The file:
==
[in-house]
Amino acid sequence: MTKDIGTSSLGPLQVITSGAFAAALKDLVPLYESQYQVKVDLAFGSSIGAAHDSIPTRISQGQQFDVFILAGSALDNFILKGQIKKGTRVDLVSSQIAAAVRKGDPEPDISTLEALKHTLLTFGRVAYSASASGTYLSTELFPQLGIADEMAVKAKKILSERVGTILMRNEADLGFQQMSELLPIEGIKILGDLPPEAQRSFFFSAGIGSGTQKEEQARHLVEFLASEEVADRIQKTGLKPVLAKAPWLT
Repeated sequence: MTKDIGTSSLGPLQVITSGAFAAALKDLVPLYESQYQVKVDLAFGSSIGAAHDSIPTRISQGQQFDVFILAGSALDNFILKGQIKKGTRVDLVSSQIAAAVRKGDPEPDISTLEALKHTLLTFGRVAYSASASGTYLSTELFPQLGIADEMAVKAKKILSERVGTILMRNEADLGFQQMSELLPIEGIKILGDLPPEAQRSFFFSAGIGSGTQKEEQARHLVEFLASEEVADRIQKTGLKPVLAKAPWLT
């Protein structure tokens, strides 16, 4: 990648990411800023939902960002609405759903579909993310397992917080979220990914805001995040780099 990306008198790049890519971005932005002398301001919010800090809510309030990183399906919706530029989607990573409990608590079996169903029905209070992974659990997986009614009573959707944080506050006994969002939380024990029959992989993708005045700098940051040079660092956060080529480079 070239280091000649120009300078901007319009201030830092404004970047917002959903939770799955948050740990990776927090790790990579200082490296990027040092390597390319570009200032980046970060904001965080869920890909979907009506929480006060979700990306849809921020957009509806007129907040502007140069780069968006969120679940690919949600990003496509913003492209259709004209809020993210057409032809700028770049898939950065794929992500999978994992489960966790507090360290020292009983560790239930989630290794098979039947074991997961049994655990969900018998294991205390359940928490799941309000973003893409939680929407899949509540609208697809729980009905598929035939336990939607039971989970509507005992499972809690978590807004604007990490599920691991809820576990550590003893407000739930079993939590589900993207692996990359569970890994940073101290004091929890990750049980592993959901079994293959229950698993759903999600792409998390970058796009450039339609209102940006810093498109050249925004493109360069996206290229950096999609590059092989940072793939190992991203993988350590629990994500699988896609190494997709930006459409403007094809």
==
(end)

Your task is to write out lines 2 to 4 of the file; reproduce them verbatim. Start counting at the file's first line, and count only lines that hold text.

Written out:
Amino acid sequence: MTKDIGTSSLGPLQVITSGAFAAALKDLVPLYESQYQVKVDLAFGSSIGAAHDSIPTRISQGQQFDVFILAGSALDNFILKGQIKKGTRVDLVSSQIAAAVRKGDPEPDISTLEALKHTLLTFGRVAYSASASGTYLSTELFPQLGIADEMAVKAKKILSERVGTILMRNEADLGFQQMSELLPIEGIKILGDLPPEAQRSFFFSAGIGSGTQKEEQARHLVEFLASEEVADRIQKTGLKPVLAKAPWLT
Repeated sequence: MTKDIGTSSLGPLQVITSGAFAAALKDLVPLYESQYQVKVDLAFGSSIGAAHDSIPTRISQGQQFDVFILAGSALDNFILKGQIKKGTRVDLVSSQIAAAVRKGDPEPDISTLEALKHTLLTFGRVAYSASASGTYLSTELFPQLGIADEMAVKAKKILSERVGTILMRNEADLGFQQMSELLPIEGIKILGDLPPEAQRSFFFSAGIGSGTQKEEQARHLVEFLASEEVADRIQKTGLKPVLAKAPWLT
């Protein structure tokens, strides 16, 4: 990648990411800023939902960002609405759903579909993310397992917080979220990914805001995040780099 990306008198790049890519971005932005002398301001919010800090809510309030990183399906919706530029989607990573409990608590079996169903029905209070992974659990997986009614009573959707944080506050006994969002939380024990029959992989993708005045700098940051040079660092956060080529480079 070239280091000649120009300078901007319009201030830092404004970047917002959903939770799955948050740990990776927090790790990579200082490296990027040092390597390319570009200032980046970060904001965080869920890909979907009506929480006060979700990306849809921020957009509806007129907040502007140069780069968006969120679940690919949600990003496509913003492209259709004209809020993210057409032809700028770049898939950065794929992500999978994992489960966790507090360290020292009983560790239930989630290794098979039947074991997961049994655990969900018998294991205390359940928490799941309000973003893409939680929407899949509540609208697809729980009905598929035939336990939607039971989970509507005992499972809690978590807004604007990490599920691991809820576990550590003893407000739930079993939590589900993207692996990359569970890994940073101290004091929890990750049980592993959901079994293959229950698993759903999600792409998390970058796009450039339609209102940006810093498109050249925004493109360069996206290229950096999609590059092989940072793939190992991203993988350590629990994500699988896609190494997709930006459409403007094809």